Despite continuous technological innovation, community pharmacies still face plenty of challenges. For example, direct and indirect remuneration (DIR) fees on prescriptions under Medicare represent a two-fold financial burden, increasing the cost of patient medication and squeezing pharmacy margins based on inconsistent quality standards. According to the CDC, DIR fees increased by a staggering 91,000% between 2010 and 2017.2 The push for legislative change regarding DIR fees is in progress federally, with current legislation largely determined at the state level. New technologies and workflows present an opportunity to expand revenue without additional staff.
With lives on the line, healthcare institutions must function like well-oiled machines. For community pharmacists, this means tracking and documenting all patient medications to ensure they are working safely and effectively. The Joint Commission, an organization that evaluates and accredits health systems to improve healthcare in the U.S.3, recommends a multi-step process to ensure patient safety, consisting of developing a list of current patient medications and a list to be prescribed, comparing the lists for clinical decision-making on a new list, and communicating that list to the rest of the providers on the patient’s interdisciplinary team. This documentation is key for pharmacists to help patients manage their health.
The ongoing decentralization of healthcare offers many patients increased access to preventive care via an interdisciplinary team of professionals. By expanding their scope of practice and partnering with primary care providers, community pharmacists have stepped up to deliver POCT, vaccinations, and fulfill other primary care responsibilities. For example, patients with diabetes may require education on their medication regimen and therapies between visits to their primary care provider. Community pharmacists can offer these services, improving adherence and patient outcomes.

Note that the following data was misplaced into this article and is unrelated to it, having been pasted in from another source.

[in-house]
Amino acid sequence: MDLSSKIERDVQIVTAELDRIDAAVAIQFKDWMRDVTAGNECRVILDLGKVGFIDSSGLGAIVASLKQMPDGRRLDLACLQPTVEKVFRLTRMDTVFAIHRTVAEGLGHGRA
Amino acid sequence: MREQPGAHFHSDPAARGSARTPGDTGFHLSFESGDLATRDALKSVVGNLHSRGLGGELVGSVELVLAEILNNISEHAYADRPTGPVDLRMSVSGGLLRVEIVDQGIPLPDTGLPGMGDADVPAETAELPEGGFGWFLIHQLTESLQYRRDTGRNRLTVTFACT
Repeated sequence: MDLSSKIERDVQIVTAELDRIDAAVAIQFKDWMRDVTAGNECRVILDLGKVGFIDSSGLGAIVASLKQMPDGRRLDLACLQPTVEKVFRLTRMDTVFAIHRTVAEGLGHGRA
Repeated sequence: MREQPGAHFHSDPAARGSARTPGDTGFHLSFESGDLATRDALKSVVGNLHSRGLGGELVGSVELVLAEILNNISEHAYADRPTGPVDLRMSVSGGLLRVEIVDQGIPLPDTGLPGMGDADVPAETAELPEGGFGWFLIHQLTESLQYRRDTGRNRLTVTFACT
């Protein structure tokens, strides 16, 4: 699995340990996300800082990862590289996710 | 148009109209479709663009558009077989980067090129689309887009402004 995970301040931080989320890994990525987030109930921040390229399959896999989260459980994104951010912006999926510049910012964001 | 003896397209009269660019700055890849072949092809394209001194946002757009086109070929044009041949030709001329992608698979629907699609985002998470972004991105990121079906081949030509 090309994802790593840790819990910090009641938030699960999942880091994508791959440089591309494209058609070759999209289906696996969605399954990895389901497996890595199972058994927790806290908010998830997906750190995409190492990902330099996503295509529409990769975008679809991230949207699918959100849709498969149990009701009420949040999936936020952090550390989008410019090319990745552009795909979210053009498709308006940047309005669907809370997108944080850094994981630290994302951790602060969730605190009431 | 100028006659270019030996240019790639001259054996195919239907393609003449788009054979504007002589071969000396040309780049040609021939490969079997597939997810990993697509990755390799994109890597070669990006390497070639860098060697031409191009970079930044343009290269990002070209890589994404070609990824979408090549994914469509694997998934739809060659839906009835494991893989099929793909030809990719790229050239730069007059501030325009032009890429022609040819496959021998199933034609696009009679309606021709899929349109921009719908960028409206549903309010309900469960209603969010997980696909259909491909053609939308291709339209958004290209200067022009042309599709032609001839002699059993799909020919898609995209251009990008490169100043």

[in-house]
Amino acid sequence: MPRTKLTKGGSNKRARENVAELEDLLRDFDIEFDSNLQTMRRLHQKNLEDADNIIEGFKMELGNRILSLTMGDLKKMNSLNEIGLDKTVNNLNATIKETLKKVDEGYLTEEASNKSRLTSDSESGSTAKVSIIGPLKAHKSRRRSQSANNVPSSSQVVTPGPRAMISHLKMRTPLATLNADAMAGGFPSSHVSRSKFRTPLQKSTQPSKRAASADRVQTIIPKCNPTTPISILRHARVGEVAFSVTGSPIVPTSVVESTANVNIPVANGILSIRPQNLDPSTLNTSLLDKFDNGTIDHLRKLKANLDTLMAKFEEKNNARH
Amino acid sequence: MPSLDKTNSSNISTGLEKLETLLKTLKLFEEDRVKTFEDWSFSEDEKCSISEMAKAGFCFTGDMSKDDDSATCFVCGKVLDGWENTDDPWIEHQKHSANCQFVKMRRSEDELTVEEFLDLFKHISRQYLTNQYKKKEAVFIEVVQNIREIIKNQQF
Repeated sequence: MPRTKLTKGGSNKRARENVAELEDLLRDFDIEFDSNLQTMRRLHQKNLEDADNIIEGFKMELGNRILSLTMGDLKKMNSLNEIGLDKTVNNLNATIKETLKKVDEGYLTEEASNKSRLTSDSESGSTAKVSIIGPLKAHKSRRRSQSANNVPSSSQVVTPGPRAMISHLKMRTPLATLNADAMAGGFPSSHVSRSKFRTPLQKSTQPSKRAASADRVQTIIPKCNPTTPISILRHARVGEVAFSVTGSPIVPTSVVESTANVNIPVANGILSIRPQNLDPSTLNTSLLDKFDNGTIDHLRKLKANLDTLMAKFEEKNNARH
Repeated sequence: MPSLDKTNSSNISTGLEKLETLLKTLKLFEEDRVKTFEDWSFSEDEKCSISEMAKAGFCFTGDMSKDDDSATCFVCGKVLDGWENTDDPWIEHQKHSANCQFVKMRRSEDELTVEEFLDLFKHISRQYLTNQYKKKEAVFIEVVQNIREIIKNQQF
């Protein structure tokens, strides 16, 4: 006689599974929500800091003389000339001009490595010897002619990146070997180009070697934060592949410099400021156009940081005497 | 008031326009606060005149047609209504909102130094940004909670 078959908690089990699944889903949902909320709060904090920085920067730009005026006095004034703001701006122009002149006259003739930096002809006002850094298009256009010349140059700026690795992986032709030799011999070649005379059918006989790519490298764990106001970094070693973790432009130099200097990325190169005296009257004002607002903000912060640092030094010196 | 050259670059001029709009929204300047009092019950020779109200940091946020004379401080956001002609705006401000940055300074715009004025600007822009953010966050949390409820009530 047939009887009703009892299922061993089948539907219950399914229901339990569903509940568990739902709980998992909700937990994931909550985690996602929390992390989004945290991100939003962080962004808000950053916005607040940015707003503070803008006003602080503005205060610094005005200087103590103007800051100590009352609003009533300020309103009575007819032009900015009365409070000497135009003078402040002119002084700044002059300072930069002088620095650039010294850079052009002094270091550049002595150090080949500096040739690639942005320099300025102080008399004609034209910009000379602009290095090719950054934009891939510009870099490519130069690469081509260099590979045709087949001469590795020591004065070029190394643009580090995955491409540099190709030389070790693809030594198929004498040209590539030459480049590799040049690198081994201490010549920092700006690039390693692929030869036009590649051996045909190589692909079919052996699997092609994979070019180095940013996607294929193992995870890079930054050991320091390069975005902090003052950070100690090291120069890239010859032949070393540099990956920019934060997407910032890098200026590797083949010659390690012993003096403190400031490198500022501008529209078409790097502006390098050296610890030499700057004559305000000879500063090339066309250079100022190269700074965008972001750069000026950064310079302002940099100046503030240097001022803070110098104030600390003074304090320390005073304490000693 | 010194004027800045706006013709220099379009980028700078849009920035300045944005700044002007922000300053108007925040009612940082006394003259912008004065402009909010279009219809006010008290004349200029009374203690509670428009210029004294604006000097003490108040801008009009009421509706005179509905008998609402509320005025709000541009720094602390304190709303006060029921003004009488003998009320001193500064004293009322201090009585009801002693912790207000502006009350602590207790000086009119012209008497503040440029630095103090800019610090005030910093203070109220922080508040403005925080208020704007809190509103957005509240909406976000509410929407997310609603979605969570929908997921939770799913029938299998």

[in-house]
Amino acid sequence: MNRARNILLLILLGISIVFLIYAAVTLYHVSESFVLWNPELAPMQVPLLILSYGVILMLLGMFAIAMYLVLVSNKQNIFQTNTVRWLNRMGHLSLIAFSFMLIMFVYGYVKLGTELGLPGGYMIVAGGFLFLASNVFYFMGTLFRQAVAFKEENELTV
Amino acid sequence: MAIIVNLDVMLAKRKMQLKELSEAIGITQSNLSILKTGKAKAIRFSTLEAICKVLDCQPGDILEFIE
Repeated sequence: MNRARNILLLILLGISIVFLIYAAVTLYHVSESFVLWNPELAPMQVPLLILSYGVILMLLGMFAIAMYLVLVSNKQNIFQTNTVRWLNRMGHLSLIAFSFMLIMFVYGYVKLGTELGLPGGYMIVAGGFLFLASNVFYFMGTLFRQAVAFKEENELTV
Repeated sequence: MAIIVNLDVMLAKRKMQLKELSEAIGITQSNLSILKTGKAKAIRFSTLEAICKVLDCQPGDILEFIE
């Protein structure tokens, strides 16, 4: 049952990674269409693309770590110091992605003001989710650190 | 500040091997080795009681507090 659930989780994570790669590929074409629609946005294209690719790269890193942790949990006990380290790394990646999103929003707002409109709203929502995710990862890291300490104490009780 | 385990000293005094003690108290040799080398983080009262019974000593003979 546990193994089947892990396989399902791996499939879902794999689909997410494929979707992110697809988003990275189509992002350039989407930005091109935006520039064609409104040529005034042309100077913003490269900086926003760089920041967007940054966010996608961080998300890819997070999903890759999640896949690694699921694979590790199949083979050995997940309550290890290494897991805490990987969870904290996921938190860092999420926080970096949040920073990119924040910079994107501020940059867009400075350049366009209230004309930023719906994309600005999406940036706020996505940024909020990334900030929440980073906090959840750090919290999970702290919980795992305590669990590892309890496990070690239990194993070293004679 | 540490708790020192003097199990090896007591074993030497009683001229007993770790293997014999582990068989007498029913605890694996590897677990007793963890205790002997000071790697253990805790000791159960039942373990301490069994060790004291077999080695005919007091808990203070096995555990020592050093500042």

Atop the list of pharmacy priorities are the concepts of community and connection. As pharmacists step into a broader role as clinical providers, they should use every resource at their disposal to foster patient relationships and growth opportunities. Digital solutions like PrescribeWellness from MedWise HealthCareTM offer community pharmacies a range of services, including templates to manage workflows and ensure regulatory compliance in documentation and billing, while MedWise Safety Reviews offer decision support in medication management and reconciliation for more engaged patients and an increased competitive edge.
Brave New World
The rise and prevalence of digital technologies has led to a new era of healthcare. Community pharmacists are poised to thrive in this brave new world, with opportunities to be on the cutting edge of patient care. As pharmacists continue to develop trusting relationships with their communities and relieve some of the burdens of preventive care from local primary care providers, PrescribeWellness offers a variety of services to help adapt safely, efficiently, and progressively.
About the Author
- 1 Community Pharmacists’ Contributions to Disease Management During the COVID-19 Pandemic. Centers for Disease Control and Prevention, 24 Sept. 2020, www.cdc.gov/pcd/issues/2020/20_0317.htm.
2 NCPA June 3. It’s not a Typo: 91,500% Increase in Fees Heaped on Pharmacies, ncpa.org/newsroom/news-releases/2021/06/03/its-not-typo-91500-increase-fees-heaped-pharmacies.
3 History of The Joint Commission. The Joint Commission, www.jointcommission.org/about-us/facts-about-the-joint-commission/history-of-the-joint-commission/.